After achieving independence from France in 1960, Togo has been ruled by former chief of staff General Eyadéma since 1967. He has consistently favoured members of the Kabye-tribe in government positions and in the armed forces. He was elected president in 1993 and again in 1998 in grossly unfair elections. The armed forces have frequently been involved in political killings of civilians as well as soldiers, which are normally not investigated. Many soldiers killed were suspected of membership of the Association of Democratic Servicemen.    
It is unclear whether conscription exists and if so whether it is enforced.
According to the government in 1983 Togo has no conscription. 
Other sources state that there is selective conscription for a two-year military service.   
It is believed that 70 percent of the soldiers and 90 percent of the officers of the armed forces are Kabye, President Eyadéma's ethnic group which constitutes 15 percent of the population. Many have been recruited personally by the President at village wrestling matches. These matches have become a means for young Kabye men to be recruited into the armed forces. Thus, the armed forces are in fact a tribal private militia in the exclusive service of President Eyadéma and a group of officers from Pya, the President's birthplace. Non-Kabye officers from the south of Togo are not allowed to head combat units and are excluded from other units such as the Presidential Guard, the Second Mechanized Battalion, the Airborne Troops, the Para-Commando Regiments and the Rapid Intervention Force.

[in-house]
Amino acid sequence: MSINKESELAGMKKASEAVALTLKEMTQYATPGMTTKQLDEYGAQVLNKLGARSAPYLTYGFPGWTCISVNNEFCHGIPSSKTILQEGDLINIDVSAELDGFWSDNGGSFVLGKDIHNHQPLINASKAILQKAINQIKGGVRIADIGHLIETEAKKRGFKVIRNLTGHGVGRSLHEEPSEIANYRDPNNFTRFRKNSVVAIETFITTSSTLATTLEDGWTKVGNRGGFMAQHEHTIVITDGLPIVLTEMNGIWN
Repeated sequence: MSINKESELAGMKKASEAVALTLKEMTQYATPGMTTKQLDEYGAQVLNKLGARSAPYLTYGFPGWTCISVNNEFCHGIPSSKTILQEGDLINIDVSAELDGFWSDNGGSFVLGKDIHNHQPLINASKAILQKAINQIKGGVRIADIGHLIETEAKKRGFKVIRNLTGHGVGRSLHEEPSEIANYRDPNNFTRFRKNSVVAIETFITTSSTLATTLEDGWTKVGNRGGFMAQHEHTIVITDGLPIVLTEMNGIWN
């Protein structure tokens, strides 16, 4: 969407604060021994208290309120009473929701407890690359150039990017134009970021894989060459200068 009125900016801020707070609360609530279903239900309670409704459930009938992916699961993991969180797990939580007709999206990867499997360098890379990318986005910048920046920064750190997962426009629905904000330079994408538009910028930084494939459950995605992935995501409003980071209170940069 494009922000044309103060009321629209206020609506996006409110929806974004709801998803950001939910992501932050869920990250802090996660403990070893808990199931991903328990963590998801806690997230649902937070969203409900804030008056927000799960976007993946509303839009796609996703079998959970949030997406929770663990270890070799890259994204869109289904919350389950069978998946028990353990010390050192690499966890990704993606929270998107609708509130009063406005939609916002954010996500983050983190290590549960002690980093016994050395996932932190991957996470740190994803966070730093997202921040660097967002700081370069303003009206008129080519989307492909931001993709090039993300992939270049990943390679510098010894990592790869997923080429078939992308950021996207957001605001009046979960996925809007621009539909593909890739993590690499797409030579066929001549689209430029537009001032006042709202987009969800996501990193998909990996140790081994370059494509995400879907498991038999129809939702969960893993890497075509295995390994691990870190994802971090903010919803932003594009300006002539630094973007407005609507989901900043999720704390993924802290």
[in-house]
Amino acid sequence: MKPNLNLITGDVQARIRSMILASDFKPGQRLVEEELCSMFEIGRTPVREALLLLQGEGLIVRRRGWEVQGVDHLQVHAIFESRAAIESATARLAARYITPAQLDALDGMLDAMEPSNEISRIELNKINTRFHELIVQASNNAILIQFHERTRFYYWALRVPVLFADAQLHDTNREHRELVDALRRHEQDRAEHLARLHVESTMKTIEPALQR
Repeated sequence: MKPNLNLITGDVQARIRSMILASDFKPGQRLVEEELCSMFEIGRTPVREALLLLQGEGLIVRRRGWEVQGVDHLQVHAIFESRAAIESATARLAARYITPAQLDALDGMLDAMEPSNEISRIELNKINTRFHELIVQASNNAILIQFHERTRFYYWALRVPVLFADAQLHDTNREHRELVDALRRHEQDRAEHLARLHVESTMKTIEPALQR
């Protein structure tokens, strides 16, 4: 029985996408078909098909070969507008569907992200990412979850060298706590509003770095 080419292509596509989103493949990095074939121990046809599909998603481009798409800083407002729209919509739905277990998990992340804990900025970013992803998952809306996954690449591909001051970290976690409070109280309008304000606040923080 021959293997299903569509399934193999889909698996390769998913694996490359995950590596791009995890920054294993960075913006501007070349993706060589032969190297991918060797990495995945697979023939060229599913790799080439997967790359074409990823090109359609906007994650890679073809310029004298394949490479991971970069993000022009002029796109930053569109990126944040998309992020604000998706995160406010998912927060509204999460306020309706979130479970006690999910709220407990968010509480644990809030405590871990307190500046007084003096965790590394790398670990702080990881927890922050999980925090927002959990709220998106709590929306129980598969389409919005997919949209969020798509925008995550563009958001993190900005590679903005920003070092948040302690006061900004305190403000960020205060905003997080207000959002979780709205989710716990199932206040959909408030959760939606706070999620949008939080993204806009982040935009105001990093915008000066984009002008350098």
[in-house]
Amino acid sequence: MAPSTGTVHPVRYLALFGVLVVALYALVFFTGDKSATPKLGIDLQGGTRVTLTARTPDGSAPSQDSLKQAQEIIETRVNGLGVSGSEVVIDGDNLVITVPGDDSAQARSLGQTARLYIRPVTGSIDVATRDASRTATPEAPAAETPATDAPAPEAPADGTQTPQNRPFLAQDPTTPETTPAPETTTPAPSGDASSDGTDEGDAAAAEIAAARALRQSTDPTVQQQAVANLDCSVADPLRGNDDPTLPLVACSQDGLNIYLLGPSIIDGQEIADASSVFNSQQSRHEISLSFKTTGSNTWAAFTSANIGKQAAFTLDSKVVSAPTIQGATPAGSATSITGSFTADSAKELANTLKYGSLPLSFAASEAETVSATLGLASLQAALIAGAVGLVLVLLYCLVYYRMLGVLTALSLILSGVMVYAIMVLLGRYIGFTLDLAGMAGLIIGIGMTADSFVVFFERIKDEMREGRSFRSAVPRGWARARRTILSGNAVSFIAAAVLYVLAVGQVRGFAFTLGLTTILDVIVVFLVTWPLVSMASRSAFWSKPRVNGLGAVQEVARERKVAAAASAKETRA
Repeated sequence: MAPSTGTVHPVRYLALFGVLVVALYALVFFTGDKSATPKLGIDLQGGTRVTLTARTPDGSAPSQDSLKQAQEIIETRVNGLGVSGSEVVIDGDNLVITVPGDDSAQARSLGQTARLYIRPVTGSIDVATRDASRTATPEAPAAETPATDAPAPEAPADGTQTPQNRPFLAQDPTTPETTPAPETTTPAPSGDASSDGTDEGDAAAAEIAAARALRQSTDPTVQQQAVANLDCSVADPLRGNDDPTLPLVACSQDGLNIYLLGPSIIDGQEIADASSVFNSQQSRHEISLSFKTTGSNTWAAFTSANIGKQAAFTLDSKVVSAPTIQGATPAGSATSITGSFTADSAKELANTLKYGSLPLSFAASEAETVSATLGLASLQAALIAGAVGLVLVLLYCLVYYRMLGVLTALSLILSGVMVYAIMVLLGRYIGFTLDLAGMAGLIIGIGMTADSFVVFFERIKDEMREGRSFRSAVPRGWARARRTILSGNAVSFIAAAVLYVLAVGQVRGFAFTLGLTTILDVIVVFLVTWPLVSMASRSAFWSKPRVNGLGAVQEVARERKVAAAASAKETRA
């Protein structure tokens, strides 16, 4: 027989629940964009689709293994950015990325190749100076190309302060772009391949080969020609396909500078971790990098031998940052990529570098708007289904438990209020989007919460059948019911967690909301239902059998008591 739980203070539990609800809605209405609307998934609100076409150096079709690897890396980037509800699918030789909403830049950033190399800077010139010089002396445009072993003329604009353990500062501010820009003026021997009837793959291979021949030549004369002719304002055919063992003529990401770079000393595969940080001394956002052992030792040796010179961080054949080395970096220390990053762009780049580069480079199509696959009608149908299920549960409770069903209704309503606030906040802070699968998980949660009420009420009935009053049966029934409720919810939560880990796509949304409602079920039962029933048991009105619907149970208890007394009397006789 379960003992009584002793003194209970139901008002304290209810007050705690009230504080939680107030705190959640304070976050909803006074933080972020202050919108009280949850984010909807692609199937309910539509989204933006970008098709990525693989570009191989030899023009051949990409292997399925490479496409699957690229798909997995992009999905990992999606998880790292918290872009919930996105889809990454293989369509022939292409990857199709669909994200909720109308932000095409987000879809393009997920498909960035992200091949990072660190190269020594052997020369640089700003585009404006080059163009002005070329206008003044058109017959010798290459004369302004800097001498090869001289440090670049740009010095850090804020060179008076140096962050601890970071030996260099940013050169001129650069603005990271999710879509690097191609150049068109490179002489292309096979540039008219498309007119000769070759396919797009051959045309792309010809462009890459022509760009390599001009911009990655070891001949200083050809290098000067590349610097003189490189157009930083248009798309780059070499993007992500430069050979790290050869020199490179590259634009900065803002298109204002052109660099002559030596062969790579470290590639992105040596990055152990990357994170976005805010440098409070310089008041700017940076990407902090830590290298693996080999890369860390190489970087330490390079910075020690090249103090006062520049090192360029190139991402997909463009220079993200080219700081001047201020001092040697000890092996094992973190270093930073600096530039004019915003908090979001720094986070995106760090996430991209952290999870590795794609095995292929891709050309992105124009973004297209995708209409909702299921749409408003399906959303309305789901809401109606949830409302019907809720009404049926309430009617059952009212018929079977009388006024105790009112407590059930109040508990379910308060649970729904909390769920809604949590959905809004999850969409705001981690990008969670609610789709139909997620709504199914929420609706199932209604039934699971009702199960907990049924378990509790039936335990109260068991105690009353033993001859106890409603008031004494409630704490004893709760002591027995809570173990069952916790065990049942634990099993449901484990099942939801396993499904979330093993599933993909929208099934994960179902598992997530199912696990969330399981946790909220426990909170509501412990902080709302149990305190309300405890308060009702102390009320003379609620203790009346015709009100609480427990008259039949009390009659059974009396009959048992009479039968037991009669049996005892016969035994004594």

The Defence and Security Commission of Togo has acknowledged that: "As a result of sociological, economic and cultural changes, young people from other regions have presented themselves at our barrack gates and been turned away, since an essentially tribal system has prevailed in army recruitment since 1963. (...) The army's task is, in fact, to ensure the defence and perpetuity of a political system; to ensure the exclusive protection of the person of the Head of State; to fight an enemy within, which is none other than the People." 
2 Conscientious objection
There is no legal provision for conscientious objection. 
3 Draft evasion and desertion
No information available.
6 Annual statistics
The Togolese armed forces have increased over tenfold since the late 1960s, from 1,200 in 1967 to about 13,500 or 14,000 in 1991, which implies that there have been massive recruitment campaigns since the 1970s. 
In 1997 the armed forces were 7,000-strong - that is, 0.15 percent of the population. 
Every year about 40,000 men turn 18. 
 Eide, A., C. Mubanga-Chipoya 1985. Conscientious objection to military service, report prepared in pursuance of resolutions 14 (XXXIV) and 1982/30 of the Sub-Commission of Prevention of Discrimination and Protection of Minorities. United Nations, New York.  Amnesty International 1993. Togo: Impunity for killings by the military. AI (AFR 57/13/93), London, UK  UNHCR 1993. Togo: General human rights situation. CDR, 25 October 1993.  War Resisters' International 1994. Issues of conscience and military service. War Resisters International, London.  Amnesty International 1994. Togo: A new era for human rights? AI, London, UK.  Brett, R. & M. McCallin 1996. Children, the invisible soldiers. Rädda Barnen, Stockholm, Sweden.  UN Commission on Human Rights 1997. The question of conscientious objection to military service, report of the Secretary-General prepared pursuant to Commission resolution 1995/83. United Nations, Geneva.  Institute for Strategic Studies 1997. Military Balance 1997/98. ISS, London, UK.  NRC Handelsblad (Dutch newspaper), 31 July 1998.
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